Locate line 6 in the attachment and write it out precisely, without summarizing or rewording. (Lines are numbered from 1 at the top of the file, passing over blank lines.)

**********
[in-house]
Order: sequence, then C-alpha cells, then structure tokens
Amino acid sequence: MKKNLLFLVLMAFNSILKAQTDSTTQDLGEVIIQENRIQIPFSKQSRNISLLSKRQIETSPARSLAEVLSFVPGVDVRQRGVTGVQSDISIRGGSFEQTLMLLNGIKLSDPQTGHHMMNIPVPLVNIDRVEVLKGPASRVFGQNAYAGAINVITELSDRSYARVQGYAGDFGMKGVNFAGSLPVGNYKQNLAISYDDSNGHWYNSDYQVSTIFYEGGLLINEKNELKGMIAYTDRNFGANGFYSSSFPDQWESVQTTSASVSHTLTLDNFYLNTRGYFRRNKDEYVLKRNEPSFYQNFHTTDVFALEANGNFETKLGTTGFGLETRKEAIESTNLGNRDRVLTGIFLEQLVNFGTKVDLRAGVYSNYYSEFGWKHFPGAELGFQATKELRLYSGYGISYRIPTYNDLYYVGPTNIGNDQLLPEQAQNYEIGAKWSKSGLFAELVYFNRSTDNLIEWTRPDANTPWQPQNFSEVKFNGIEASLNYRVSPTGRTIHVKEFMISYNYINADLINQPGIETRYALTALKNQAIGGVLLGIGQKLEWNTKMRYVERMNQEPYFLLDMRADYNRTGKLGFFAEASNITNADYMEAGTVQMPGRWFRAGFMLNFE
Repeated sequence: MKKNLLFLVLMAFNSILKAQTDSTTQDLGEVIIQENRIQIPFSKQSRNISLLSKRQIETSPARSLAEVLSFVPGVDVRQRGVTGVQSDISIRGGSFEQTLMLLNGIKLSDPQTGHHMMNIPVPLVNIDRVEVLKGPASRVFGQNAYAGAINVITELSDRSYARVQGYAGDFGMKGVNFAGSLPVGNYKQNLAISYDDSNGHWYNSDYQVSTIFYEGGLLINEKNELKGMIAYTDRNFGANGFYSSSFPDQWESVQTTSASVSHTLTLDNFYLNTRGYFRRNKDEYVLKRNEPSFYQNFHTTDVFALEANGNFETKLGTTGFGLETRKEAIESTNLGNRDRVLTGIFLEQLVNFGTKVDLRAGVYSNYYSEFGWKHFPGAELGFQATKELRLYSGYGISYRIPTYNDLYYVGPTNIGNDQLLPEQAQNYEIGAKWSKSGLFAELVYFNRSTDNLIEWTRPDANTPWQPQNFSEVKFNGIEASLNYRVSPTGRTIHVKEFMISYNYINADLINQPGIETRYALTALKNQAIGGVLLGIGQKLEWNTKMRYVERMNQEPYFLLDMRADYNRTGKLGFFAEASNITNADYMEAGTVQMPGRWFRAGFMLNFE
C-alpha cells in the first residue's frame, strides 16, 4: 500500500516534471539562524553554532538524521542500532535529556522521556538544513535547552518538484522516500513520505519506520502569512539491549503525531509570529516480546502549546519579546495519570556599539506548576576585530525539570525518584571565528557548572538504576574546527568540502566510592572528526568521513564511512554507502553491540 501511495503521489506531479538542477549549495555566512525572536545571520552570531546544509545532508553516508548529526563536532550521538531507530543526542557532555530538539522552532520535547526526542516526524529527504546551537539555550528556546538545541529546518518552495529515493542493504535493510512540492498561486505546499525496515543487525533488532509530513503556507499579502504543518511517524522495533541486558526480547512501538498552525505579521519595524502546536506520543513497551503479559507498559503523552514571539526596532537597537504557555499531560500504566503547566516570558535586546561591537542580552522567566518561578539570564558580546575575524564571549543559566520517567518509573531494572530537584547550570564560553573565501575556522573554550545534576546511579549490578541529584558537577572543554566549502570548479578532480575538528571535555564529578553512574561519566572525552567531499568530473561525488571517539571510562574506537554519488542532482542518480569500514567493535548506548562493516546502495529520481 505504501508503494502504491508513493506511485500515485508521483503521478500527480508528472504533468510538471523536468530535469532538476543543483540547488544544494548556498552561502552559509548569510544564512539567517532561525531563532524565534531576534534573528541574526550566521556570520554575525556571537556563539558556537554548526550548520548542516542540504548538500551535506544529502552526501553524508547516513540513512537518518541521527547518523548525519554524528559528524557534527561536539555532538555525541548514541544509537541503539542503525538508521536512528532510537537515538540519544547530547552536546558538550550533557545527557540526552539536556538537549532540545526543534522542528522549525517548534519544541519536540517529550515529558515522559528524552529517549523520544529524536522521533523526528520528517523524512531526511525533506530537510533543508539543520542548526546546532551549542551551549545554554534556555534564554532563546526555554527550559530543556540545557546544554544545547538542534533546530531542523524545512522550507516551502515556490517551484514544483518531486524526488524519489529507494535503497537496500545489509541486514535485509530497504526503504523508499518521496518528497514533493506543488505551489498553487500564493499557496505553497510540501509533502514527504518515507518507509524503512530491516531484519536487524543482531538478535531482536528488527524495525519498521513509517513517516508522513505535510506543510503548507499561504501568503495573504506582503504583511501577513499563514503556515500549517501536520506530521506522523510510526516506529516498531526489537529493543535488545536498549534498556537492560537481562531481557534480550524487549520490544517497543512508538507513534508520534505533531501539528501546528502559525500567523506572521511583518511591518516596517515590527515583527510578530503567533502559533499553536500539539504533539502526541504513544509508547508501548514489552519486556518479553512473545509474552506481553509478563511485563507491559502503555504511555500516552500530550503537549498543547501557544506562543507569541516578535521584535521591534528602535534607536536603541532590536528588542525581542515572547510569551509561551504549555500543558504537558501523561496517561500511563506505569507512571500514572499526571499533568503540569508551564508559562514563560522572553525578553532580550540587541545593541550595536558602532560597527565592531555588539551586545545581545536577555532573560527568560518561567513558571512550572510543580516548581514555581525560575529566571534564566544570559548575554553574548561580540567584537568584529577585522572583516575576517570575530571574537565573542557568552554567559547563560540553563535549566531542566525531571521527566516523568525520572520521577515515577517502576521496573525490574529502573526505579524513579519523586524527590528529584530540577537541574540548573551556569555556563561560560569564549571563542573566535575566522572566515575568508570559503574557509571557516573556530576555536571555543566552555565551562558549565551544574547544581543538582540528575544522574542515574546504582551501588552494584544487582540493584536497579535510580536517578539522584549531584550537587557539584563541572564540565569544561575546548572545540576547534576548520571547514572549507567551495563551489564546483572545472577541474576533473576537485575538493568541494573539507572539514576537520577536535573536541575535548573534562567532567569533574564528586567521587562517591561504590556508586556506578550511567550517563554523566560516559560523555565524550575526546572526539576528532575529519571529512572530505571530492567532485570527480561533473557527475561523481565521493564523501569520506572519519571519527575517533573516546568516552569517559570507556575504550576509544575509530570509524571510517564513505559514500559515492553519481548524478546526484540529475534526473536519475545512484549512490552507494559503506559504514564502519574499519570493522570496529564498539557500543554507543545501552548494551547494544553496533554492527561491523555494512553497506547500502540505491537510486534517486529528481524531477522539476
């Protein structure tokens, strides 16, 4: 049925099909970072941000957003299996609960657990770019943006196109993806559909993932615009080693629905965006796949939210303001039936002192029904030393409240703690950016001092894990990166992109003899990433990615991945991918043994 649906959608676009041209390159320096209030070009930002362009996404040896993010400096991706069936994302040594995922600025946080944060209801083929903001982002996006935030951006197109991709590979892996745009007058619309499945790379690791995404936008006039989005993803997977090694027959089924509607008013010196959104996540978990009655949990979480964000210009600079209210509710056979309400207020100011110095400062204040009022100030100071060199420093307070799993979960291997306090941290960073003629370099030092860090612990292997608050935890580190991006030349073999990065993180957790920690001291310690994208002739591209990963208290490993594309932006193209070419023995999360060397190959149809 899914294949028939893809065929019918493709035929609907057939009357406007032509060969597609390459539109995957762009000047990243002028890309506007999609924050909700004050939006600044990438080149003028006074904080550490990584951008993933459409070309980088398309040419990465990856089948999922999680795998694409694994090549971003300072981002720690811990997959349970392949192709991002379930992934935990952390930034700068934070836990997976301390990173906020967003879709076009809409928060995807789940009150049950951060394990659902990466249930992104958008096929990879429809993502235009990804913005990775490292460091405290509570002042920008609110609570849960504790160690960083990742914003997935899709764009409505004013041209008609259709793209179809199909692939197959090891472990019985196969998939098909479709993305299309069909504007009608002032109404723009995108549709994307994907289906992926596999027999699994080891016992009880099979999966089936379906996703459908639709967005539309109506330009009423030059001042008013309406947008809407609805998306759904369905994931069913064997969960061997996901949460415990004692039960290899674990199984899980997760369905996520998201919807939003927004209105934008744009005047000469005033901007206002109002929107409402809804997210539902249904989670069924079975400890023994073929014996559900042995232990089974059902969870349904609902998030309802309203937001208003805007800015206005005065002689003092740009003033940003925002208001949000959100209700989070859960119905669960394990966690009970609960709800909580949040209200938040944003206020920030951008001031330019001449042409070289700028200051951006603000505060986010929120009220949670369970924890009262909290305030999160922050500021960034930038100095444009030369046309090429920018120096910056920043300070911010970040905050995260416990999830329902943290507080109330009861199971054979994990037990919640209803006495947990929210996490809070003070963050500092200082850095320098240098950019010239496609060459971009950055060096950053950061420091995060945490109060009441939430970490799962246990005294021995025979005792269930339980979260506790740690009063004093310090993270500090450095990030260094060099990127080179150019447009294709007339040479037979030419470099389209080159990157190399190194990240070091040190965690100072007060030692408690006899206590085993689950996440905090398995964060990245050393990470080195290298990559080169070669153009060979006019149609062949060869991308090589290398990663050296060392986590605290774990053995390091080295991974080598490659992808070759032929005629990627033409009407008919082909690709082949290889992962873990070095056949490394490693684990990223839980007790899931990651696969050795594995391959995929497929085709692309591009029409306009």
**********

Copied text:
């Protein structure tokens, strides 16, 4: 049925099909970072941000957003299996609960657990770019943006196109993806559909993932615009080693629905965006796949939210303001039936002192029904030393409240703690950016001092894990990166992109003899990433990615991945991918043994 649906959608676009041209390159320096209030070009930002362009996404040896993010400096991706069936994302040594995922600025946080944060209801083929903001982002996006935030951006197109991709590979892996745009007058619309499945790379690791995404936008006039989005993803997977090694027959089924509607008013010196959104996540978990009655949990979480964000210009600079209210509710056979309400207020100011110095400062204040009022100030100071060199420093307070799993979960291997306090941290960073003629370099030092860090612990292997608050935890580190991006030349073999990065993180957790920690001291310690994208002739591209990963208290490993594309932006193209070419023995999360060397190959149809 899914294949028939893809065929019918493709035929609907057939009357406007032509060969597609390459539109995957762009000047990243002028890309506007999609924050909700004050939006600044990438080149003028006074904080550490990584951008993933459409070309980088398309040419990465990856089948999922999680795998694409694994090549971003300072981002720690811990997959349970392949192709991002379930992934935990952390930034700068934070836990997976301390990173906020967003879709076009809409928060995807789940009150049950951060394990659902990466249930992104958008096929990879429809993502235009990804913005990775490292460091405290509570002042920008609110609570849960504790160690960083990742914003997935899709764009409505004013041209008609259709793209179809199909692939197959090891472990019985196969998939098909479709993305299309069909504007009608002032109404723009995108549709994307994907289906992926596999027999699994080891016992009880099979999966089936379906996703459908639709967005539309109506330009009423030059001042008013309406947008809407609805998306759904369905994931069913064997969960061997996901949460415990004692039960290899674990199984899980997760369905996520998201919807939003927004209105934008744009005047000469005033901007206002109002929107409402809804997210539902249904989670069924079975400890023994073929014996559900042995232990089974059902969870349904609902998030309802309203937001208003805007800015206005005065002689003092740009003033940003925002208001949000959100209700989070859960119905669960394990966690009970609960709800909580949040209200938040944003206020920030951008001031330019001449042409070289700028200051951006603000505060986010929120009220949670369970924890009262909290305030999160922050500021960034930038100095444009030369046309090429920018120096910056920043300070911010970040905050995260416990999830329902943290507080109330009861199971054979994990037990919640209803006495947990929210996490809070003070963050500092200082850095320098240098950019010239496609060459971009950055060096950053950061420091995060945490109060009441939430970490799962246990005294021995025979005792269930339980979260506790740690009063004093310090993270500090450095990030260094060099990127080179150019447009294709007339040479037979030419470099389209080159990157190399190194990240070091040190965690100072007060030692408690006899206590085993689950996440905090398995964060990245050393990470080195290298990559080169070669153009060979006019149609062949060869991308090589290398990663050296060392986590605290774990053995390091080295991974080598490659992808070759032929005629990627033409009407008919082909690709082949290889992962873990070095056949490394490693684990990223839980007790899931990651696969050795594995391959995929497929085709692309591009029409306009």